Some one I knew and respected and admired died on Saturday -- Roger Camire, a man you may recall me mentioning from time to time in passing. He was a runner and owned a running store in town (Camire's Running Soles) and sponsored races and local events. He enjoyed receiving postcards from customers who traveled about -- I would try to make a point of sending picture postcards from my travels -- and when in his store, if the door to the stockroom was left open, I could see a postcard covered wall and spot one I'd sent from Honolulu or Vienna or Oslo...
Roger had a rough life but he was one of the happiest and most content people I've known. He'd grown up in New Bedford, a hard-scrabble blue-collar city in Massachusetts. Not the kind of place the Kennedys hang out. I can understand his childhood -- I was just a year older than him and I had grown up in a blue-collar neighborhood in Kingston, NY, a fading city on the Hudson River, both of us growing up in places that the post-war boom seemed to have bypassed.
Roger first entered a road race in 1980. I ran my first road race in 1982. Roger became addicted to the sport. I enjoy running -- no, sometimes I down right love running -- but I was never as serious a runner as he was. Roger also had to overcome more physical problems than I ever did. I've been lucky enough to have had good health -- despite the recent problems with bunions and fractured heels that I've complained about here, I've never faced and overcome the kinds of problems Roger faced and overcame.
Running, he would say, was a metaphor for life.
He had problems with anemia and scoliosis and celiac disease (an immuonological reaction to gluten that can damage the body's ability to absort nutrients, a potentially live-threatening affliction). Throughout this he ran road race after road race, not just 5ks and 10ks -- Roger also ran marathons, including the Boston Marathon and Rhode Island's Ocean State Marathon. He had to cut back on racing when he had to have an artificial heart valve -- not cut back on running, just on hard racing; he continued to run, just not as quickly as before, running just for the sheer joy of running, even taking up ultra-distance running. (I may have mentioned the time, maybe three or four years ago, when a group of us were talking about running at a family fun run night at URI -- which Roger helped to sponsor -- when he casually mentioned that he'd run to work earlier that week. Those of us who knew where he lived and where his store was located just shrugged, that was barely three miles. No -- he grinned at us -- he meant the other store -- a running store in Mystic, CT -- I'd guess pretty close to thirty-five miles from his home.)
He loved running -- sponsored a four mile race every year around the 4th of July -- Camire's Fire Cracker Four. There were very few races run in the South County area that did not have a Camire's ad on their race t-shirts. He gave discounts to kids who ran track or cross-country. If a local race were held early enough on a Saturday morning for him to be able to open his store on time, you were likely to find him working as a volunteer. He'd always call out encouragement (of course, if I were running with my daughter, he'd be telling her she could easily pick up her pace and leave me behind *grin*) For quite a while he wrote a column about running for a local weekly newspaper. Running was a family affair. Roger's wife, Mary, is one of the better women master (over 40) runners in New England, certainly one of the very best women master runners in the state, an avid runner who turns in truly inspiring performances. They ran their store together, usually with the company of one or more of their dalmations (who could also be seen going for a daily run with one or the other).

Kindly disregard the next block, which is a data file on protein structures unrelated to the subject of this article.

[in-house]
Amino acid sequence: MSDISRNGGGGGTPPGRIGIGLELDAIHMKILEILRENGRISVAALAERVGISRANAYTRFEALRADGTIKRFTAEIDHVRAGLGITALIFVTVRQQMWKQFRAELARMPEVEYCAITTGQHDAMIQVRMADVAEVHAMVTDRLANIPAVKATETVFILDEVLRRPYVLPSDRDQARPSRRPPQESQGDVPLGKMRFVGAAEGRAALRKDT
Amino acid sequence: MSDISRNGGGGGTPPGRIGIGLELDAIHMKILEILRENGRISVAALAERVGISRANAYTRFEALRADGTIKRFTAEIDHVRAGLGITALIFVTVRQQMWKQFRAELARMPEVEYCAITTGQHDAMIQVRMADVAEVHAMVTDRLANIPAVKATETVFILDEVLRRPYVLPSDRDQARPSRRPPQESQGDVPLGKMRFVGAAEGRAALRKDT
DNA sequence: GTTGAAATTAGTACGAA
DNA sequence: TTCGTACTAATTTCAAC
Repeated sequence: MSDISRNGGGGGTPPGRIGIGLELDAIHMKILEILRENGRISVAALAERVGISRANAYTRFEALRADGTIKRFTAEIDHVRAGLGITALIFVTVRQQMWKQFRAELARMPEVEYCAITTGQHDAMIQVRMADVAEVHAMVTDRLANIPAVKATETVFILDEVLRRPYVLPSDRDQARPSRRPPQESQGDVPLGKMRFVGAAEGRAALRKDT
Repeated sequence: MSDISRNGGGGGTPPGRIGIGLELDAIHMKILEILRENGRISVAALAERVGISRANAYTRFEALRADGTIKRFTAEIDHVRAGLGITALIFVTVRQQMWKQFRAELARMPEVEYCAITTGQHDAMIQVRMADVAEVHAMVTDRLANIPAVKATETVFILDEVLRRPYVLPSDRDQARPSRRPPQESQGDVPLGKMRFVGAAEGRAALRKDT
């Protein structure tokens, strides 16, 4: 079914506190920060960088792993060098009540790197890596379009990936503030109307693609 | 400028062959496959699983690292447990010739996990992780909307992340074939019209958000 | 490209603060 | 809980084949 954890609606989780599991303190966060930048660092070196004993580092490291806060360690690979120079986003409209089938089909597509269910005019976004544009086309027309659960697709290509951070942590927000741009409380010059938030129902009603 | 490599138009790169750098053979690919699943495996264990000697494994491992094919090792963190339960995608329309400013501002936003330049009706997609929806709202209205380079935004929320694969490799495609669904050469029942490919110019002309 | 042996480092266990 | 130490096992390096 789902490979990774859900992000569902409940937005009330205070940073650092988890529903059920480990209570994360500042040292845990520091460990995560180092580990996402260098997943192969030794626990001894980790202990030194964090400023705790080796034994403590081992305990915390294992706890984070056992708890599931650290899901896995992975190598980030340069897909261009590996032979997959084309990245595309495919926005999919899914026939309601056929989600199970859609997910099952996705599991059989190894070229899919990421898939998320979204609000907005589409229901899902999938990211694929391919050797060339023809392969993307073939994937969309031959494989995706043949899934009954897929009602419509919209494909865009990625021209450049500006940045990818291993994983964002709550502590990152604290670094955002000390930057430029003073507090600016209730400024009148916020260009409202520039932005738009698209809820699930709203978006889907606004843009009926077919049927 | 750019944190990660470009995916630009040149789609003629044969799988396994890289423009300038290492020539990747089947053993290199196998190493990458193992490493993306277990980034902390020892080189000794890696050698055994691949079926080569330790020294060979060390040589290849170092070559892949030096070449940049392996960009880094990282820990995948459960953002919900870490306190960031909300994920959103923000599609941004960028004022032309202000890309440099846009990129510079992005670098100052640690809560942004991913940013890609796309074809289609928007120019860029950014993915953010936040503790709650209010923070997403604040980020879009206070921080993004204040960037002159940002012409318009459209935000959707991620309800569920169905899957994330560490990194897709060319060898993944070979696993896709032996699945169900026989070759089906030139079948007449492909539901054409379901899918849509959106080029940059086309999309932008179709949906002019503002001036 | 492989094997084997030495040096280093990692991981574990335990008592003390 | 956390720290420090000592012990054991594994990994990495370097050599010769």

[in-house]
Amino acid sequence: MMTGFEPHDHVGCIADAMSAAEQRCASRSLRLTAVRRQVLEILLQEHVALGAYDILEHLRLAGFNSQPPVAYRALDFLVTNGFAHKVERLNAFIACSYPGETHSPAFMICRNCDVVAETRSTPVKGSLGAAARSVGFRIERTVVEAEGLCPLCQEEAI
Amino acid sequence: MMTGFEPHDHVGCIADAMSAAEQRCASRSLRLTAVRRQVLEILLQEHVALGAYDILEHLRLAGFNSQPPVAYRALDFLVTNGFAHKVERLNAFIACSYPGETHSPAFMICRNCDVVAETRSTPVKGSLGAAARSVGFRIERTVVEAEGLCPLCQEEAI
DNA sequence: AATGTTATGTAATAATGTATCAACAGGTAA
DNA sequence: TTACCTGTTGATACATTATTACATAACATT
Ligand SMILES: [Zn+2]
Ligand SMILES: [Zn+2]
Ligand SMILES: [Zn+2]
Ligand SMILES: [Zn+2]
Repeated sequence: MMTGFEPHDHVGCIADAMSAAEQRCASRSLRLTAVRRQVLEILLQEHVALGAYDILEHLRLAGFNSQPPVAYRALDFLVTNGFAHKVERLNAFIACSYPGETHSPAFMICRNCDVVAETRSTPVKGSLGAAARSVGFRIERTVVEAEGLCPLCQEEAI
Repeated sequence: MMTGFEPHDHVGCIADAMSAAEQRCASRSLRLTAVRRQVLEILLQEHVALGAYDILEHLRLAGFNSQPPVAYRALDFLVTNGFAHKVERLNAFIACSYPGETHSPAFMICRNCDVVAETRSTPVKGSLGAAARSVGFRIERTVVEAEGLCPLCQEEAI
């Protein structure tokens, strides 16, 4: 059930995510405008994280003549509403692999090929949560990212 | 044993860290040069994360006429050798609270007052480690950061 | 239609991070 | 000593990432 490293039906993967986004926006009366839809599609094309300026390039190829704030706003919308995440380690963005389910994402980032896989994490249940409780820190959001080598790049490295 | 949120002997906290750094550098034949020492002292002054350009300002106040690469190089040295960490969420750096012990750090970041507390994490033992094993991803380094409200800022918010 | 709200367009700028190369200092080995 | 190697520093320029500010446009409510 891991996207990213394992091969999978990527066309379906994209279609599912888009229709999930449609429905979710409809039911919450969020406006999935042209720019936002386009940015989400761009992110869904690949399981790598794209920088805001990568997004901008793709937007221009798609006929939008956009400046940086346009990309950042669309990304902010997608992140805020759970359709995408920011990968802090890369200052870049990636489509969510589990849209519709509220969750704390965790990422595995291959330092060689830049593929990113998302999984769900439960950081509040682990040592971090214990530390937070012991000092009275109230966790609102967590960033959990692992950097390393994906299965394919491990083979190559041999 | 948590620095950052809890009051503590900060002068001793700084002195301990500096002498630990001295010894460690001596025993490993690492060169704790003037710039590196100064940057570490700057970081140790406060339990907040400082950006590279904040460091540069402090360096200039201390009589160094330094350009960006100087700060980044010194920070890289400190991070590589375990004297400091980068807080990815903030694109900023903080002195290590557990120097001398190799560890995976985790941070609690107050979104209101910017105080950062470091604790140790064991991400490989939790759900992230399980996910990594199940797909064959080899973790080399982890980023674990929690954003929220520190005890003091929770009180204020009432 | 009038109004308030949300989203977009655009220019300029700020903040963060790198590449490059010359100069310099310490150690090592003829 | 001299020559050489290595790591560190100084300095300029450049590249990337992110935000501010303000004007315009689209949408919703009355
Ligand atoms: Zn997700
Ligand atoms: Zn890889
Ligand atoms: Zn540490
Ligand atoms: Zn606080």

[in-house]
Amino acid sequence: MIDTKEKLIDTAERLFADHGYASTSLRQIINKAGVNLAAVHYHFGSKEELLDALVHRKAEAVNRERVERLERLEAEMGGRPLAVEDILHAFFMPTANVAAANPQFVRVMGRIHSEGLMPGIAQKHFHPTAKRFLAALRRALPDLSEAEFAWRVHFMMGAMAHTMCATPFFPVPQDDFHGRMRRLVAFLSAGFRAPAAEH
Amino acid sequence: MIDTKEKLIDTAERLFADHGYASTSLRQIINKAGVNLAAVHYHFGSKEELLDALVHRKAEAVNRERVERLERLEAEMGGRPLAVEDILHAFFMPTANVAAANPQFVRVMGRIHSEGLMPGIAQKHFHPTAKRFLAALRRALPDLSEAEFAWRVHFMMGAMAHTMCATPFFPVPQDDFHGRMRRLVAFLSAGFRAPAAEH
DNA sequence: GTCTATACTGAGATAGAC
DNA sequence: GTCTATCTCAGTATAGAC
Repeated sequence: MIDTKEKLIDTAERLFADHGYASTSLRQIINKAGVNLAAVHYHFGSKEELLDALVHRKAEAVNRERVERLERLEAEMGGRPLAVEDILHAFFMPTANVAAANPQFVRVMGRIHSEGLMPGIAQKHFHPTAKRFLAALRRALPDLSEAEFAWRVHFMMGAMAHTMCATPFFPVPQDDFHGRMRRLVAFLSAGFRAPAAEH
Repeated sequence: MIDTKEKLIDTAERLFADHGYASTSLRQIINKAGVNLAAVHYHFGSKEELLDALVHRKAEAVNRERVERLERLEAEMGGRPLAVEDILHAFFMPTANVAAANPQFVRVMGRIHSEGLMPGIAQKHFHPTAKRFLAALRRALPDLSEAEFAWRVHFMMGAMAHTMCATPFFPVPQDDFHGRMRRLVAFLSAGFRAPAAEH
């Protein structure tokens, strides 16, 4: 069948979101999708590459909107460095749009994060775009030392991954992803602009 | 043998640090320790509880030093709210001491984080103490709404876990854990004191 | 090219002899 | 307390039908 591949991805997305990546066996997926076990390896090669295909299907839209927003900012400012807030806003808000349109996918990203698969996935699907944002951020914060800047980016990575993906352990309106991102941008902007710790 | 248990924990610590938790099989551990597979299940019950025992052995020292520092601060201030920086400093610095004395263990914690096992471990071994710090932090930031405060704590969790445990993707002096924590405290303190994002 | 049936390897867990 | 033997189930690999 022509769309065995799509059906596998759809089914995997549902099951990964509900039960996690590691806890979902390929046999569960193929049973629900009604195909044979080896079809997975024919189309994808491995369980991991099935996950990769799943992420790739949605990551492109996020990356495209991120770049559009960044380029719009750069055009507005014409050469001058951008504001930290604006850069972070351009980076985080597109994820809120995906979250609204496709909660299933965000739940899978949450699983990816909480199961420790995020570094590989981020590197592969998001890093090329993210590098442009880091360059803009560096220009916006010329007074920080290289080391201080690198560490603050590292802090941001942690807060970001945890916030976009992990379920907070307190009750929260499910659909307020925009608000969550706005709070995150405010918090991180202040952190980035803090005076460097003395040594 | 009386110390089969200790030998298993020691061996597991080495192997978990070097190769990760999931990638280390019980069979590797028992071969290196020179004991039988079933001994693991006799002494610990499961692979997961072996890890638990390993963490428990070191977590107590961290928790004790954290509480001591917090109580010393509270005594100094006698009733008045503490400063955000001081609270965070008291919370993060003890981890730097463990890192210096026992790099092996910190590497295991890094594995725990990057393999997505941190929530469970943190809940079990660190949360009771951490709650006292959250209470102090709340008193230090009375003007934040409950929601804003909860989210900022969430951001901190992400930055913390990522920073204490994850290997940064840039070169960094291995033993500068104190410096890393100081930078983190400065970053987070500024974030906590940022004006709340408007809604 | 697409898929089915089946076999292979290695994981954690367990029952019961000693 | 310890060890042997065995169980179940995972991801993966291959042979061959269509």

He once wrote "No matter how well you plan ahead, you must be able to deal with variables that will affect you mentally and physically. You only get out of it what you put into it. You must be prepared to deal with adversity as you encounter it."
This winter he was diagnosed with cancer -- Non-Hodgkin's Lymphoma -- and he wasn't at the March Hare Hop (which he sponsored and promoted) because he'd had an extremely serious adverse reaction to chemo-therapy. He'd pulled through that. In the spring I was delighted to see him out running. Roger was always a very lean guy, the archetype of the fat-free runner physique, but now he was absolutely gaunt, but he was running in the spring sunshine. Later, with the typical Roger Camire sense of humor, he would claim that he had been stopped by the police -- he'd wait a beat for somebody to ask "Why?" -- and he'd reply "For impersonating a runner."
He hadn't been in the store lately -- if you asked about him the answer was "He's holding his own" -- not an optimistic outlook. A week or so ago I crossed paths with Mary on a neighborhood run and we chatted for a few minutes about the dalmations with her -- but I was afraid to ask how Roger was doing -- and I had been thinking about him on Saturday, worried that he wasn't going to make it.
He passed away at home on Saturday morning..
I stopped at the funeral parlor around six o'clock today. There was a large photo montage showing him at various races, wedding pictures, family pictures, a picture of the day he and Mary first opened their store -- and one of his proudest moments, when he was an offical tourch-bearer for the Olympic torch as it passed through Rhode Island.
Mary said to me "Just remember him when you run." And when I came home I changed from my suit into running clothes and went out for a three and a half mile run and thought about him and his spirit and courage and the joy he found in running.